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    Yes there are a lot of things that can effect accuracy and ammunition is one of them. In very cold weather around 0 Fahrenheit and below there is often the issue of incomplete burning of propellant. If you're firing the same lot of ammunition and you haven't removed the rounds from their fiberboard containers prior to needing them you get a relatively consistent performance. If you're carrying them exposed to the elements rain and high humidity (absorbed by the increments) you get greater variation between rounds. Muddy ground and loose sand effects variance between rounds because you lose some measure of stability, in those cases you often can place sandbags on the legs and under the base plate or dig it in enough to get a firm base.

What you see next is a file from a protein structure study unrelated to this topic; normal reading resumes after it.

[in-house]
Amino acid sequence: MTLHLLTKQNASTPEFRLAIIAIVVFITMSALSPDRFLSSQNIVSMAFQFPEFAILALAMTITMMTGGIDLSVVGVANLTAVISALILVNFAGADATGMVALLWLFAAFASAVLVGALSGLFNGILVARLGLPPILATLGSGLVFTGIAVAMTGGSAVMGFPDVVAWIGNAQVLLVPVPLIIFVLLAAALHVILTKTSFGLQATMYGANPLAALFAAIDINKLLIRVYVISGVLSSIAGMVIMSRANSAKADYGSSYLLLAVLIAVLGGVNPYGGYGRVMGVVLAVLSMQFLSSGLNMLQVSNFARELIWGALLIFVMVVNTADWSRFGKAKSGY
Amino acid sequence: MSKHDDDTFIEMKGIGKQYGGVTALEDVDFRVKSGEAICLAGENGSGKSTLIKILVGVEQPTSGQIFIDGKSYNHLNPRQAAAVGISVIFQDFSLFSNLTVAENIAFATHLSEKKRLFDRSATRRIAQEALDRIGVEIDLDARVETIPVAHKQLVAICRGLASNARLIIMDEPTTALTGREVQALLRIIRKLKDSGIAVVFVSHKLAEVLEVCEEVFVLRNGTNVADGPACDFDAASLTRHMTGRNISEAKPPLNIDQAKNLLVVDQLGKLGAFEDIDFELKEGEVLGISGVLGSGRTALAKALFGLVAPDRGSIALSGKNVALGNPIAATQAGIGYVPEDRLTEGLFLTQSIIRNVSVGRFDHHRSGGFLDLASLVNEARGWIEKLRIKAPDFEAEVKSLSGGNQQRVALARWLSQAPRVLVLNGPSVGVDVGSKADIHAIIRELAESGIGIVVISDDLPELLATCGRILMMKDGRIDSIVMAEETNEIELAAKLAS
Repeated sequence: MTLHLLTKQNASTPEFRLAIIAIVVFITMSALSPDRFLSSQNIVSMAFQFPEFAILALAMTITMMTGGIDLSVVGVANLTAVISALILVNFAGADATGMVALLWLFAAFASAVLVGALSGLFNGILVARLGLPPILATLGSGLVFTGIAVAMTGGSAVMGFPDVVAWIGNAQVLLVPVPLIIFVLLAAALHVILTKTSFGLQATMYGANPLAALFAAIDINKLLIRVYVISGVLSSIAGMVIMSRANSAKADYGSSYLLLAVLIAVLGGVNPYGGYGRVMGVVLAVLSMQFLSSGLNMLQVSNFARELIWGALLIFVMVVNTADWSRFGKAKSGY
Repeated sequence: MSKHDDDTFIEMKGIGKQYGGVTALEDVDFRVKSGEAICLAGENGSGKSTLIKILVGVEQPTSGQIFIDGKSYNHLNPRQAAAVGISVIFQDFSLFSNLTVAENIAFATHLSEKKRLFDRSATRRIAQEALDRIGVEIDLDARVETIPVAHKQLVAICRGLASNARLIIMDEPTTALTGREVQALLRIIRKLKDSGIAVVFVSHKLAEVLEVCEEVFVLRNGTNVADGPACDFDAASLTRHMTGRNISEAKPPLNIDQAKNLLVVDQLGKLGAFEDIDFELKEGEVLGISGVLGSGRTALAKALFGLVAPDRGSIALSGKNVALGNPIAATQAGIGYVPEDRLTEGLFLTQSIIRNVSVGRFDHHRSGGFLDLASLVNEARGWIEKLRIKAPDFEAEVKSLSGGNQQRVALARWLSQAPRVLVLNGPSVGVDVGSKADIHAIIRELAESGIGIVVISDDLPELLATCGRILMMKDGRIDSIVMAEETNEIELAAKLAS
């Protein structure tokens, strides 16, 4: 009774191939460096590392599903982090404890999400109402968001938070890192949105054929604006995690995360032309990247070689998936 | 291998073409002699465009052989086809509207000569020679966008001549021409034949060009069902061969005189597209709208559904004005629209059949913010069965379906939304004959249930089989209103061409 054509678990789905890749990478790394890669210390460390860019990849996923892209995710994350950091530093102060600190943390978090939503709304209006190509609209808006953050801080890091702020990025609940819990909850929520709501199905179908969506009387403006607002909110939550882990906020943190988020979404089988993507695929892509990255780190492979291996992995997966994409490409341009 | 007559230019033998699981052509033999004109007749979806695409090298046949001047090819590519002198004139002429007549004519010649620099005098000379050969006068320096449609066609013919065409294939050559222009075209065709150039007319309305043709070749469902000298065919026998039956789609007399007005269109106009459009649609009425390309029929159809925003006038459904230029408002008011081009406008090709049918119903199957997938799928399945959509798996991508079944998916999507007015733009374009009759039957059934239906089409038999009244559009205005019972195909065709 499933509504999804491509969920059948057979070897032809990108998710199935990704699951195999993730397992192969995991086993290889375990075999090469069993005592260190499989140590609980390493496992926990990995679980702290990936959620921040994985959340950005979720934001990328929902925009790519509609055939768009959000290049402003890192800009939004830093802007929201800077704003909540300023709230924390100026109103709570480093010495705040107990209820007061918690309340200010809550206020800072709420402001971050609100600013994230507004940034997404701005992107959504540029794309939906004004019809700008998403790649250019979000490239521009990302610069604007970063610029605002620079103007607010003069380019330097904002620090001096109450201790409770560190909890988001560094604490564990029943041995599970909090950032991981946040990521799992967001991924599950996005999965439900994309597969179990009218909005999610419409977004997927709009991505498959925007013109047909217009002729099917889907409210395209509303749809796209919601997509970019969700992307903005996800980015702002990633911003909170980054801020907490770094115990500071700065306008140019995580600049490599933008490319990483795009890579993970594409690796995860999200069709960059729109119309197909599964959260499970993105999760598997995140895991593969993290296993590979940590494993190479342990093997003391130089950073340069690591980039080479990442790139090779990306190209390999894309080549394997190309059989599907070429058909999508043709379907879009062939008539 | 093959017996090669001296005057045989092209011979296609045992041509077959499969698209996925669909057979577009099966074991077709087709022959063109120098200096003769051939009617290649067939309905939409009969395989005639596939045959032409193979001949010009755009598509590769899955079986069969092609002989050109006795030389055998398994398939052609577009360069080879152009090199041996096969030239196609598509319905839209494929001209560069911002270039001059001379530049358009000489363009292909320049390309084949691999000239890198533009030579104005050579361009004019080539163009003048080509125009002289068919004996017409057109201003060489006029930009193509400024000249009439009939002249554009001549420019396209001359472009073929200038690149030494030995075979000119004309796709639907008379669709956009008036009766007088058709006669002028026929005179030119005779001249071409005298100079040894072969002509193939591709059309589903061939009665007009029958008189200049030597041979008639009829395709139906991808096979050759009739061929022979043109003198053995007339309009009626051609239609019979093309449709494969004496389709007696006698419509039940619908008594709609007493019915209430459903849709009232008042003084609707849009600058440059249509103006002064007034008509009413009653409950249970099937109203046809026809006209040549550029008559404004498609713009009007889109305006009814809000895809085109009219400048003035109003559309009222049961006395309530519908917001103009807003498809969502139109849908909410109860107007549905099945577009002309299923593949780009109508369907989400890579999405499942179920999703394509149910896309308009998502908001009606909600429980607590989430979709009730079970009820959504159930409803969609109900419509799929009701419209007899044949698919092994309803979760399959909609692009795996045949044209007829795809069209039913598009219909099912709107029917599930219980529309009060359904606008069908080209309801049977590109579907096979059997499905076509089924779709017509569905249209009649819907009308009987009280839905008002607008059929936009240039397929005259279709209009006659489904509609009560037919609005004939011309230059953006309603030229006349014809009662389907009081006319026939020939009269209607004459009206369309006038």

8. Sheldrake

    Sheldrake Member

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    there are around 14 variables that affect the trajectory of a round. Variations in wind direction and speed can have a big effect and are outside the control of the mortar-man. If its a steady wind in a constant direction it is possible to apply a correction, but if the wind speed increases or drops or backs or veers the round can fall some way + or - left or right.

    There is also the question of the 50% zone.
     
  9. USMCPrice

    USMCPrice Idiot at Large